NDA Design and Students as Producers

Implementing assignments that have the potential for broad impact beyond the typical instructor-student dyad can seem daunting. After all, conceptualizing and creating tasks that effectively revise the role of student from a passive one to actual content creators is no small feat. However, it is important to remember that the scope can vary widely. Indeed a well-crafted discussion between two students might form the basis for a renewable assignment. Other examples may include experiential connections such as student-generated podcasts; the production of flyers, guidelines, or materials for local community organizations; or even collaboratively created and maintained global resources such as wikis like the Chemistry Library. Whatever the scope, NDAs can—and arguably should—be iterative allowing for innovation and adaptation to various contexts.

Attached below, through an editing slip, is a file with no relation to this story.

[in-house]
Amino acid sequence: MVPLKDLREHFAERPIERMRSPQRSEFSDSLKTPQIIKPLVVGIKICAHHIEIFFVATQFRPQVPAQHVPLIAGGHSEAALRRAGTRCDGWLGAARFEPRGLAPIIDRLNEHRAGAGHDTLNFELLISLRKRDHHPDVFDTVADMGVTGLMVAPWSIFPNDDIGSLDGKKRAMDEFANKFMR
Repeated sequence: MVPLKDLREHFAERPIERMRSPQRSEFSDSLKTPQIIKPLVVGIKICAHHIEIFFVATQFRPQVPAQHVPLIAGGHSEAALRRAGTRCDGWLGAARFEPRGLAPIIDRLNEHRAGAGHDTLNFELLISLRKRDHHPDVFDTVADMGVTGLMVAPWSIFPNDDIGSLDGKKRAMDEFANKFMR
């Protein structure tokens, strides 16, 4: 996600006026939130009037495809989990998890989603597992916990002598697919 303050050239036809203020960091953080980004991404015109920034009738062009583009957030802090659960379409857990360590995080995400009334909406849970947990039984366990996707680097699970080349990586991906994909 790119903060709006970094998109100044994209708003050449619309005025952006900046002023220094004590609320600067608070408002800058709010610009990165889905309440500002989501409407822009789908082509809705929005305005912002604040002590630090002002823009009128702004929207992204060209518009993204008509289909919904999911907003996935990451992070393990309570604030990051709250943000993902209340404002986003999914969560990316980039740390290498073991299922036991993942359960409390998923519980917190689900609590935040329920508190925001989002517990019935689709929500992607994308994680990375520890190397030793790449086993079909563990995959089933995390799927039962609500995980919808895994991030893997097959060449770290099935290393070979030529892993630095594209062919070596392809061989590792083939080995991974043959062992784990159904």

With the role of the student as producer in mind and an understanding of the potential pitfalls that an open assignment might present, faculty can then turn to the conventional principles of backward design to develop meaningful student learning experiences that add value for learners and their peers while also promoting community engagement.

Instructors should consider the role of students as they develop non-disposable assignments to put students in the role of content creators. Source: The Non-Disposable Assignment: Enhancing Personalised Learning – Session 1 Slideshare, CC Attribution-ShareAlike

Examples & Resources